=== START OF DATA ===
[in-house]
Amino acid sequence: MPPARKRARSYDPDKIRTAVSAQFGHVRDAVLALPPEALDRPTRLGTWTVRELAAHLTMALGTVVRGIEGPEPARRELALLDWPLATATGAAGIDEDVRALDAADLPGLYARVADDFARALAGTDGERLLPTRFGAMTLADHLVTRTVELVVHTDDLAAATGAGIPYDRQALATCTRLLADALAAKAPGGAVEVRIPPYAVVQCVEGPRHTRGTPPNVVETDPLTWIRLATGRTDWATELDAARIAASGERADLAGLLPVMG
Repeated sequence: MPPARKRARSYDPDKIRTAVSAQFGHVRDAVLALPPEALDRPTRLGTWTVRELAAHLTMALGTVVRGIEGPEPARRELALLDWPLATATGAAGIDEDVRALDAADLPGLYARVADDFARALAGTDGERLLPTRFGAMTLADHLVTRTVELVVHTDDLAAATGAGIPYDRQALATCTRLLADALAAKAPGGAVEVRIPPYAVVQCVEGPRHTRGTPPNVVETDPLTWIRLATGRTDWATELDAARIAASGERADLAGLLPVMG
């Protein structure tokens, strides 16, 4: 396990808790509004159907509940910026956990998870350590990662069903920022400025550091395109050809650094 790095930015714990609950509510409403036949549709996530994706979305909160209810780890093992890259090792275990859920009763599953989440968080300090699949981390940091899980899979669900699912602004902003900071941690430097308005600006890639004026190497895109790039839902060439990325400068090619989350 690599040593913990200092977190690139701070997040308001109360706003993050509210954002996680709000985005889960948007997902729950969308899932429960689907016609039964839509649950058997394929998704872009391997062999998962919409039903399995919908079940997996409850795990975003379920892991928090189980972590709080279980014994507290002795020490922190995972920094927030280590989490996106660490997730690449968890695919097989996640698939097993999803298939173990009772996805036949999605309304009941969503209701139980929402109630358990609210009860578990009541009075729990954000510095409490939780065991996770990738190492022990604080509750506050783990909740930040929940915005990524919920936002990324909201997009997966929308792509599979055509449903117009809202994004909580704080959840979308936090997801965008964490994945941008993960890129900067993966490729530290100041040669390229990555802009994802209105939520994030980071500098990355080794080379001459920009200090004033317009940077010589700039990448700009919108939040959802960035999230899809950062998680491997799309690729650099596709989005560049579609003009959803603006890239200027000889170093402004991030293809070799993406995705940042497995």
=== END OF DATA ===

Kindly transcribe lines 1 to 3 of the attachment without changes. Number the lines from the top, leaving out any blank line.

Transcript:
[in-house]
Amino acid sequence: MPPARKRARSYDPDKIRTAVSAQFGHVRDAVLALPPEALDRPTRLGTWTVRELAAHLTMALGTVVRGIEGPEPARRELALLDWPLATATGAAGIDEDVRALDAADLPGLYARVADDFARALAGTDGERLLPTRFGAMTLADHLVTRTVELVVHTDDLAAATGAGIPYDRQALATCTRLLADALAAKAPGGAVEVRIPPYAVVQCVEGPRHTRGTPPNVVETDPLTWIRLATGRTDWATELDAARIAASGERADLAGLLPVMG
Repeated sequence: MPPARKRARSYDPDKIRTAVSAQFGHVRDAVLALPPEALDRPTRLGTWTVRELAAHLTMALGTVVRGIEGPEPARRELALLDWPLATATGAAGIDEDVRALDAADLPGLYARVADDFARALAGTDGERLLPTRFGAMTLADHLVTRTVELVVHTDDLAAATGAGIPYDRQALATCTRLLADALAAKAPGGAVEVRIPPYAVVQCVEGPRHTRGTPPNVVETDPLTWIRLATGRTDWATELDAARIAASGERADLAGLLPVMG